This article has been reviewed according to Science X's editorial process and policies. Editors have highlighted the following attributes while ensuring the content's credibility:


reputable news agency


Toyota subsidiary to halt all shipments over rigged safety tests

Japanese automaker Daihatsu, a Toyota subsidiary, has suspended shipments of all cars amid a safety test-rigging scandal
Japanese automaker Daihatsu, a Toyota subsidiary, has suspended shipments of all cars amid a safety test-rigging scandal.

Toyota subsidiary Daihatsu said Wednesday it will suspend shipments of all car models in Japan and abroad, following news it had rigged safety tests.

The announcement came after an independent panel also found the malpractice dated back to 1989, when the oldest instance was confirmed and reports said the firm faced on-site inspections by government officials.

Toyota, the world's biggest carmaker, expressed its "sincere apologies" over the issue and said it would carry out "a fundamental reform".

The panel was set up earlier this year to probe a safety scandal that emerged in April.

The investigation "found new irregularities in 174 items within 25 test categories" in addition to wrongdoing previously detected in April and May involving door parts and side-collision tests, Toyota said.

With certification being a "major prerequisite" for an automobile manufacturer to conduct business, "our misconduct that surfaced this time amounts to disregard" of that very process, Daihatsu president Soichiro Okudaira told reporters, before bowing deeply to apologize.

In a statement, Toyota also recognized the "extreme gravity" of Daihatsu's neglect, which has "shaken the very foundations of the company as an automobile manufacturer".

"Daihatsu decided today to temporarily suspend shipments of all Daihatsu-developed models currently in production, both in Japan and overseas," the auto titan said in a statement.

The panel of outside experts attributed the decades-long irregularities in part to "an excessively tight and rigid development schedule".

Daihatsu employees were "exposed to the intense pressure to pass on their first attempt" to minimize the number of vehicles destroyed and thereby "reduce costs", committee chair Makoto Kaiami told reporters.

"'No failure can be forgiven'—that was the kind of mindset," he said.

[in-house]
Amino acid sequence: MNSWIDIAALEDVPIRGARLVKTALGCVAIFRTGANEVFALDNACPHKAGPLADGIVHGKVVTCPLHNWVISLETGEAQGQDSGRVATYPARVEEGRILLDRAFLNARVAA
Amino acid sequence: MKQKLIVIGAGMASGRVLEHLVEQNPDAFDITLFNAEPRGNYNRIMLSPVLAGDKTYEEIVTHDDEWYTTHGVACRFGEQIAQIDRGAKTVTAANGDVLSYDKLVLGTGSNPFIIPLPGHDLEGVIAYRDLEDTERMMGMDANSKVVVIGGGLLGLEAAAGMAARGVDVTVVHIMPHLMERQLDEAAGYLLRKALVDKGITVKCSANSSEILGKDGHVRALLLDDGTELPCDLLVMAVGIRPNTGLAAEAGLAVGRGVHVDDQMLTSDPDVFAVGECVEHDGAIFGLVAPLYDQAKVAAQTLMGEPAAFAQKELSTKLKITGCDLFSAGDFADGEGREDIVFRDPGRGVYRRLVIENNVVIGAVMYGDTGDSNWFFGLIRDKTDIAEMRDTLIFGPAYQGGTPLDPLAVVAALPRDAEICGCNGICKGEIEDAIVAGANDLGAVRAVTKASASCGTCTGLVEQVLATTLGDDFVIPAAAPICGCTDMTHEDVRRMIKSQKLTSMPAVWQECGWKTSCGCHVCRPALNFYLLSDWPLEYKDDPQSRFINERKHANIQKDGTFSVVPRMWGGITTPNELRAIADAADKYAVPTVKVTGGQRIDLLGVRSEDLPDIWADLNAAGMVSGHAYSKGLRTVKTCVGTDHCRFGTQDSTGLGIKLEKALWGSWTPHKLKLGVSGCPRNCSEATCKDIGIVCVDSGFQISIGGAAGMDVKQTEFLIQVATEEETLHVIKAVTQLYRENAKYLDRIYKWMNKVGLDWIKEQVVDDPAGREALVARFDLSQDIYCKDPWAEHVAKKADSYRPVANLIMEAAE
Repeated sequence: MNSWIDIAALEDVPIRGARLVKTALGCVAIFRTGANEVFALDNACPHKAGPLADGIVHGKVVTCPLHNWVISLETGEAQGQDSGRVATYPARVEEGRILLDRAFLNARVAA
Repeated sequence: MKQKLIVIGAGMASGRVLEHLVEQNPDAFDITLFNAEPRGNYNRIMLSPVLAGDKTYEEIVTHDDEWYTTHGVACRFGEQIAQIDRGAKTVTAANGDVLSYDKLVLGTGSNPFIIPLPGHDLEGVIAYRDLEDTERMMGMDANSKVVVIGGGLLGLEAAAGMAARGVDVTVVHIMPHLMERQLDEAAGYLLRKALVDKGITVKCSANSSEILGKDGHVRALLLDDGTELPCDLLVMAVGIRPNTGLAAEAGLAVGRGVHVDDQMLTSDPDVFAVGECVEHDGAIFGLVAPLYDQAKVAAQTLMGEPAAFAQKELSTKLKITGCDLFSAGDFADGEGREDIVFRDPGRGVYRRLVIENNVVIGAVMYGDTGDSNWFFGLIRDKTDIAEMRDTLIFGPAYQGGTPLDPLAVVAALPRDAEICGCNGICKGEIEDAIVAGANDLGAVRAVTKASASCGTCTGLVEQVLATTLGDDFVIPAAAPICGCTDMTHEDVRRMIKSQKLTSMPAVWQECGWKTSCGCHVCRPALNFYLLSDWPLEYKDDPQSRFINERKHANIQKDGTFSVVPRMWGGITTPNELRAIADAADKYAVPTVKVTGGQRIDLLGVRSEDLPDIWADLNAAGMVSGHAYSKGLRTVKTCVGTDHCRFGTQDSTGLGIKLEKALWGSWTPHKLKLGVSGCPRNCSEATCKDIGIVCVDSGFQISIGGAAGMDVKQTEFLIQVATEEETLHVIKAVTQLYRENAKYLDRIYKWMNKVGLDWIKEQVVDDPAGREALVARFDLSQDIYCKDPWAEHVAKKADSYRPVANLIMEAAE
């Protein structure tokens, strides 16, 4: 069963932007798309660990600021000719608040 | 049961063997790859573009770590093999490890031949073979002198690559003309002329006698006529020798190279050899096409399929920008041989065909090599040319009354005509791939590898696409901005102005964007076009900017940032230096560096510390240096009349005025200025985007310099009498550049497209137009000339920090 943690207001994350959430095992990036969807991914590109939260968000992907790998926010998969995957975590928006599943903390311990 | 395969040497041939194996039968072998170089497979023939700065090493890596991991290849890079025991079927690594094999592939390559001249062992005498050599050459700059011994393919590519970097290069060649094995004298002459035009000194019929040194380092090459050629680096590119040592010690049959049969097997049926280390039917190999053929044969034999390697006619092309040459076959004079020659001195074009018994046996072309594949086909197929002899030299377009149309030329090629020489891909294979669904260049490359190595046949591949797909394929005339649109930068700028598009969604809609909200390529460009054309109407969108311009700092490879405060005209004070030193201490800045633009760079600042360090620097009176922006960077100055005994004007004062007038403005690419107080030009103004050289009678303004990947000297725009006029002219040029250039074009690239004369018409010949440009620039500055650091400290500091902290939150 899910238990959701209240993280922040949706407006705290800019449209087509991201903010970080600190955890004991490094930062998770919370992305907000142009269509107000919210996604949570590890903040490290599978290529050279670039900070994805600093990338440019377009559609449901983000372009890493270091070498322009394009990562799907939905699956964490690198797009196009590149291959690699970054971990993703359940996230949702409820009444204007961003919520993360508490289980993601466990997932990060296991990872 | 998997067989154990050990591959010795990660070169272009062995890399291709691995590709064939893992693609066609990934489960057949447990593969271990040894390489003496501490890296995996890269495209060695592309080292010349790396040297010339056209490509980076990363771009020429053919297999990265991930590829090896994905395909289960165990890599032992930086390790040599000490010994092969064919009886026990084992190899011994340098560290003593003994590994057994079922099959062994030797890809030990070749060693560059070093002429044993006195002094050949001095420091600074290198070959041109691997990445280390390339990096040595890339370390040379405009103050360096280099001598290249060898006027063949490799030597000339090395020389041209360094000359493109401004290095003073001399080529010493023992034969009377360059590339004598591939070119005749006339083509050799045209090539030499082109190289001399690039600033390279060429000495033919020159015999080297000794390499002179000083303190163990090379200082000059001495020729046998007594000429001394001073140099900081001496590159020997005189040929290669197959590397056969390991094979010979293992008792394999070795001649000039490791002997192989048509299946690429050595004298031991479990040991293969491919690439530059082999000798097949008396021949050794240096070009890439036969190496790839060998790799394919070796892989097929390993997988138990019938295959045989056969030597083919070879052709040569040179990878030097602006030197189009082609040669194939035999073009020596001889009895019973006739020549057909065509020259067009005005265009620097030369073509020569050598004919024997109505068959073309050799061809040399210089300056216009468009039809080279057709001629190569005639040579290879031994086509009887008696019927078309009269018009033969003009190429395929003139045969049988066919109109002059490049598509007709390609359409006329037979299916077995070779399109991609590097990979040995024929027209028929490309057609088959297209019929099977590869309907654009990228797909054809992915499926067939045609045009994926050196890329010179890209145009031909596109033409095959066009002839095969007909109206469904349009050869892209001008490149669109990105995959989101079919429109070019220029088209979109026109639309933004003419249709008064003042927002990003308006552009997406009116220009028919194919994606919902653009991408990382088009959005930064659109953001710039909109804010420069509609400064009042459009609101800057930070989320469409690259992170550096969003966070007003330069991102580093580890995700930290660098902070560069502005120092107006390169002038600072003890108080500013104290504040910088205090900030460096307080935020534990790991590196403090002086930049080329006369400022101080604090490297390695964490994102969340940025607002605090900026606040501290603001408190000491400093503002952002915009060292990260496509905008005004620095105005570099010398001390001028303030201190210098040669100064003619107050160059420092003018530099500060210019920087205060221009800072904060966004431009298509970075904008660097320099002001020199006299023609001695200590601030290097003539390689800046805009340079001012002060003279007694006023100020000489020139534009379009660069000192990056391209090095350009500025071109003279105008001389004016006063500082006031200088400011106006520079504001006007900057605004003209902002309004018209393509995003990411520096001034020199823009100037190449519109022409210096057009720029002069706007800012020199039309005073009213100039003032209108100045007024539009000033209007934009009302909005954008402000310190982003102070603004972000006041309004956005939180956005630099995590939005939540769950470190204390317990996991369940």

With the latest findings, the number of car models linked to wrongdoing now totals 64, including some sold under the Toyota brand which will also be suspended.

The firms said it was unaware of any accidents that have arisen from the falsification, but "thorough technical verification" was underway.

Public broadcaster NHK reported that Japan's transport ministry will conduct an on-site inspection of Daihatsu on Thursday.

The independent panel also blamed Daihatsu's misconduct on the lack of expertise by managers and its opaque work environment.

"Even if irregularities or deceptions were committed, they would not be detected," the report said.

In April, Daihatsu admitted falsifying crash test results for four of its models, involving a total of 88,000 vehicles manufactured in Thailand and Malaysia in 2022 and 2023.

Then in May, it announced it was halting production in Japan of two hybrid vehicle models because of similar "irregularities", including the Toyota Raize SUV, manufactured on behalf of its parent company.

"We believe in order to prevent recurrence, in addition to a review of certification operations, a fundamental reform is needed to revitalize Daihatsu as a company," Toyota said.

Founded in 1907 to manufacture , Osaka-based Daihatsu launched its first three-wheeled vehicle in 1931, before being taken over by Toyota in 1967.

© 2023 AFP

Citation: Toyota subsidiary to halt all shipments over rigged safety tests (2023, December 20) retrieved 30 May 2024 from
This document is subject to copyright. Apart from any fair dealing for the purpose of private study or research, no part may be reproduced without the written permission. The content is provided for information purposes only.

Explore further

Japan's Toyota discloses improper crash tests at Daihatsu subsidiary


Feedback to editors